Osteoporosis International

, Volume 17, Issue 9, pp 1358–1368

The interaction of ethnicity and chronic disease as risk factors for osteoporotic fractures: a comparison in Canadian Aboriginals and non-Aboriginals


    • Department of MedicineUniversity of Manitoba
  • S. Derksen
    • Manitoba Centre for Health PolicyUniversity of Manitoba
  • H. J. Prior
    • Manitoba Centre for Health PolicyUniversity of Manitoba
  • L. M. Lix
    • Manitoba Centre for Health PolicyUniversity of Manitoba
  • C. Metge
    • Manitoba Centre for Health PolicyUniversity of Manitoba
  • J. O’Neil
    • Centre for Aboriginal Health ResearchUniversity of Manitoba
Original Article

DOI: 10.1007/s00198-006-0111-4

Cite this article as:
Leslie, W.D., Derksen, S., Prior, H.J. et al. Osteoporos Int (2006) 17: 1358. doi:10.1007/s00198-006-0111-4



Efforts to develop global methods for absolute fracture risk prediction are currently limited by uncertainty over the validity of these models in non-White populations. Aboriginal Canadians have higher fractures rates than non-Aboriginals. This analysis examined the interaction of ethnicity with diabetes mellitus, disease comorbidity and substance abuse as possible explanatory variables.


A retrospective, population-based matched cohort study of fracture rates was performed using Manitoba administrative health data (1984–2003). The study cohort consisted of 27,952 registered Aboriginal adults (aged 20 years or older) and 83,856 non-Aboriginal controls (matched three to one for year of birth and gender). Diabetes mellitus, number of ambulatory disease groups (ADGs), substance abuse and incident fractures were based upon validated definitions. Poisson regression analyses of fracture rates modelled the explanatory variables as main effects and two-way interactions with ethnicity.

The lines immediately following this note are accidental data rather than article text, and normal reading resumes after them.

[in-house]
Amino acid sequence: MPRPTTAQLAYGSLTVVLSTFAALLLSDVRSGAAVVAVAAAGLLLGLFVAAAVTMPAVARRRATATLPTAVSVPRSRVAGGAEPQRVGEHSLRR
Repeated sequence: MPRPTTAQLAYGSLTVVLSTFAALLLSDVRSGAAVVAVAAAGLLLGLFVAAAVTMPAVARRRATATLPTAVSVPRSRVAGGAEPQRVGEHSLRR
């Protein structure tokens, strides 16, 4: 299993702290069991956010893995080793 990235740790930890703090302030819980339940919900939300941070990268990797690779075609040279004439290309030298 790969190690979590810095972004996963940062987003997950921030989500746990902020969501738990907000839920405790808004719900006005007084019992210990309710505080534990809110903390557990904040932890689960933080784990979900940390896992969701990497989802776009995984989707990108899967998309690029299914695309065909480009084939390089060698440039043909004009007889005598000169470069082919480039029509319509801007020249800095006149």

Osteoporotic fracture rates were approximately twofold higher in the Aboriginal cohort (p<0.0001). Diabetes, greater number of ADGs and substance abuse were all more common in the Aboriginal cohort (all p<0.0001). These factors were associated with increased fracture rates (all p<0.0001) and significantly higher population attributable risk percent in the Aboriginal cohort (all p<0.0001). However, no significant interactions between the risk factors and ethnicity were observed (p>0.1 for all interaction effects).


Greater prevalence of diabetes, comorbidity and substance abuse contributes to higher rates of fracture. The relative risk of fracture for these factors is similar for both Aboriginal and non-Aboriginals despite large differences in absolute fracture risk and risk factor prevalence.


Diabetes mellitus Ethnicity Fractures Indians, North American Morbidity Osteoporosis Substance abuse

Copyright information

© International Osteoporosis Foundation and National Osteoporosis Foundation 2006